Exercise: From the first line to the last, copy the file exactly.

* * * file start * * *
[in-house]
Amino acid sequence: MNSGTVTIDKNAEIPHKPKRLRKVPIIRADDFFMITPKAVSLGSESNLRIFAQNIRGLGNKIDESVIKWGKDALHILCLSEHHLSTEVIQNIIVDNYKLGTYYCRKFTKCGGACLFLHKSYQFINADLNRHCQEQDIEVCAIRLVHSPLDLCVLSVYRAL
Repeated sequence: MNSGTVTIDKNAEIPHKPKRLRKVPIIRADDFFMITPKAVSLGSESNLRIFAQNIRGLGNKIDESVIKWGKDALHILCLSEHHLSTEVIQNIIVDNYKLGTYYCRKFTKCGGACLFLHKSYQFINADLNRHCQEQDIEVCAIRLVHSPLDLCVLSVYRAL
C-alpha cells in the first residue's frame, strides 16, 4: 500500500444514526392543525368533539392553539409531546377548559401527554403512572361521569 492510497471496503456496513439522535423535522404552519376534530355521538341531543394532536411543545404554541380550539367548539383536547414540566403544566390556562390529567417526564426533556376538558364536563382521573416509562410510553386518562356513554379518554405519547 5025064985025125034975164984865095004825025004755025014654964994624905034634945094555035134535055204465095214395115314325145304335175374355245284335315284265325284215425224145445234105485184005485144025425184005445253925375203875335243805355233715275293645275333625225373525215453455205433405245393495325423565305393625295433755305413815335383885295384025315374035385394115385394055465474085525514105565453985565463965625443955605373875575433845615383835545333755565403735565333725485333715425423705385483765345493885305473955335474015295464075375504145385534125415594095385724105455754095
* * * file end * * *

[in-house]
Amino acid sequence: MNSGTVTIDKNAEIPHKPKRLRKVPIIRADDFFMITPKAVSLGSESNLRIFAQNIRGLGNKIDESVIKWGKDALHILCLSEHHLSTEVIQNIIVDNYKLGTYYCRKFTKCGGACLFLHKSYQFINADLNRHCQEQDIEVCAIRLVHSPLDLCVLSVYRAL
Repeated sequence: MNSGTVTIDKNAEIPHKPKRLRKVPIIRADDFFMITPKAVSLGSESNLRIFAQNIRGLGNKIDESVIKWGKDALHILCLSEHHLSTEVIQNIIVDNYKLGTYYCRKFTKCGGACLFLHKSYQFINADLNRHCQEQDIEVCAIRLVHSPLDLCVLSVYRAL
C-alpha cells in the first residue's frame, strides 16, 4: 500500500444514526392543525368533539392553539409531546377548559401527554403512572361521569 492510497471496503456496513439522535423535522404552519376534530355521538341531543394532536411543545404554541380550539367548539383536547414540566403544566390556562390529567417526564426533556376538558364536563382521573416509562410510553386518562356513554379518554405519547 5025064985025125034975164984865095004825025004755025014654964994624905034634945094555035134535055204465095214395115314325145304335175374355245284335315284265325284215425224145445234105485184005485144025425184005445253925375203875335243805355233715275293645275333625225373525215453455205433405245393495325423565305393625295433755305413815335383885295384025315374035385394115385394055465474085525514105565453985565463965625443955605373875575433845615383835545333755565403735565333725485333715425423705385483765345493885305473955335474015295464075375504145385534125415594095385724105455754095